Here is the problem with finding your calling, according to Goins, and then working into a place where you can do it as your income generator. You’ve been taught for your life through those around you that work is drudgery not that it’s something to get enjoyment out of.
Once you’ve found your calling it’s time to learn something new about work — it’s supposed to be fulfilling. It’s something you should look forward to. When you find your purpose, work simply won’t feel like drudgery because you can think of doing nothing but that which you are currently doing.
Life is not a support system for your work; your work is a support system for your life.
The Portfolio Life
Do you view your work a single pillar in your life or a complex legacy of interconnected interests and skills that you weave together to generate the life you want to live?
The Art of Work proposes four aspects of the portfolio life. These four pillars are what make up the life you want to live.
- Work. This is the part that we call a job.
- Home. Outside your work, with the people that matter to you.
- Play. Much like children do, we all need to have lots of play in our lives. Adults are just terrible at it.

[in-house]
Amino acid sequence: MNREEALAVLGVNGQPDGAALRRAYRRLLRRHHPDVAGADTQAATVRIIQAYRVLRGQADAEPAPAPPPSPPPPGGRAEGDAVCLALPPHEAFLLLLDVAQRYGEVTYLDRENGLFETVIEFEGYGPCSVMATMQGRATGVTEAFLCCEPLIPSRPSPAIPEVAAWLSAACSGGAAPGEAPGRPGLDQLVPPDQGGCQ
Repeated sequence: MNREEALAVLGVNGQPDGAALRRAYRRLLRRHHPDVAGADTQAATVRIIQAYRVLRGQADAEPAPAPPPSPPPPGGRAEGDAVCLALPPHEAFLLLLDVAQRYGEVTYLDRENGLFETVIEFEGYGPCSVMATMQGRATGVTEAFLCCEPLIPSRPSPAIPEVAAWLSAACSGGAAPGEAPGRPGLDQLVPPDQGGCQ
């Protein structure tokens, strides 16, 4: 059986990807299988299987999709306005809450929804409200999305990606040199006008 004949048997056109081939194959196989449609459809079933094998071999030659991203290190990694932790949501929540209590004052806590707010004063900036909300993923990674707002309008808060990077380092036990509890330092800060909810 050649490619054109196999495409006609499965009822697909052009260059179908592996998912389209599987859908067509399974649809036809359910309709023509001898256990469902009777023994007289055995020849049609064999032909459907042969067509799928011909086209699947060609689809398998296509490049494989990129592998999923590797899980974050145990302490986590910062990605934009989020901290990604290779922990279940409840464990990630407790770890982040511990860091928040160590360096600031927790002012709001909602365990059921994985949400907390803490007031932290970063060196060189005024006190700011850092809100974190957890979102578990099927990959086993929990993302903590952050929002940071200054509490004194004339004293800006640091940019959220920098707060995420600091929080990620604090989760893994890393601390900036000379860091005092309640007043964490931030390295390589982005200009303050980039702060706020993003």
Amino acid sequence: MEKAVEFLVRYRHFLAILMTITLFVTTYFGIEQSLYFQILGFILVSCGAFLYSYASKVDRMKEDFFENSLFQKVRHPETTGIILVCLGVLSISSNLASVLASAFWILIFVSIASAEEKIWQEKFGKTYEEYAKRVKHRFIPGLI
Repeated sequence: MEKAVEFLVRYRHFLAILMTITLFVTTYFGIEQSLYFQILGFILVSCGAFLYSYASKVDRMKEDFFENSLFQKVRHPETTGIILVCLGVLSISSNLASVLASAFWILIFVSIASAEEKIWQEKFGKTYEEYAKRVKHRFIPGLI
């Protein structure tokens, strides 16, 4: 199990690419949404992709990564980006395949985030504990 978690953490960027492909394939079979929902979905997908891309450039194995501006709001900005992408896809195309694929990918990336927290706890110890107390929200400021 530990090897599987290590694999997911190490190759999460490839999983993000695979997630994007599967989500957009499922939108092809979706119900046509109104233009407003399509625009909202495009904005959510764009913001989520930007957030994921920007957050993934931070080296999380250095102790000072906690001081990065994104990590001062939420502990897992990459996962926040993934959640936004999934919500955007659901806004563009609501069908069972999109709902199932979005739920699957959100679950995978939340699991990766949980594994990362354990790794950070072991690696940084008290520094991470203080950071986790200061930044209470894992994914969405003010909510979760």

- Purpose. This is the big thing that influences the choices you make and really the reason you work at all…to accomplish your purpose.
These four aspects make up the portfolio life, according to Goins. They’re not so much different phases, but pillars that hold you up, and neglecting one will affect the others. Putting them all together you should see your purpose flowing through each part.
At the same time we must hold these in tension, not balance. Balance is weak and just waiting for one small puff of breeze to shift the balance and push everything into a fall.
Tension is strong, like the lines supporting a telecommunications tower. Each line is under tension pulling against the others and thus in concert they keep this tower upright and strong as it weathers storms.
Looking through the lens of your calling at your portfolio life you should see the threads of your purpose coming through. It should permeate that which you do.
Here are my key takeaways from The Art of Work
- You have a calling and need to put effort into finding it
- Look for mentors in your journey and take advantage of the opportunities they provide
- Your vocation (work) should be fun
- Build a work that suits the life you want to live; don’t put living that life off until ‘later’ because it won’t come and you may have broken the things you want to have by then
- Your income will likely come from many spots and this is good since it insulates you from a single point of income failure
- Put some thought into your legacy and make sure that you look for opportunities to be a mentor
To read or not?
The Art of Work is a great read that weaves a series of stories into a coherent book on finding your purpose. It’s more than just a feel-good book to help find your purpose — it gives you some great tips on how to work your way towards fulfilling that purpose in your life.
This is a great book to read as you walk down the path to your calling and implementing it in your life and work.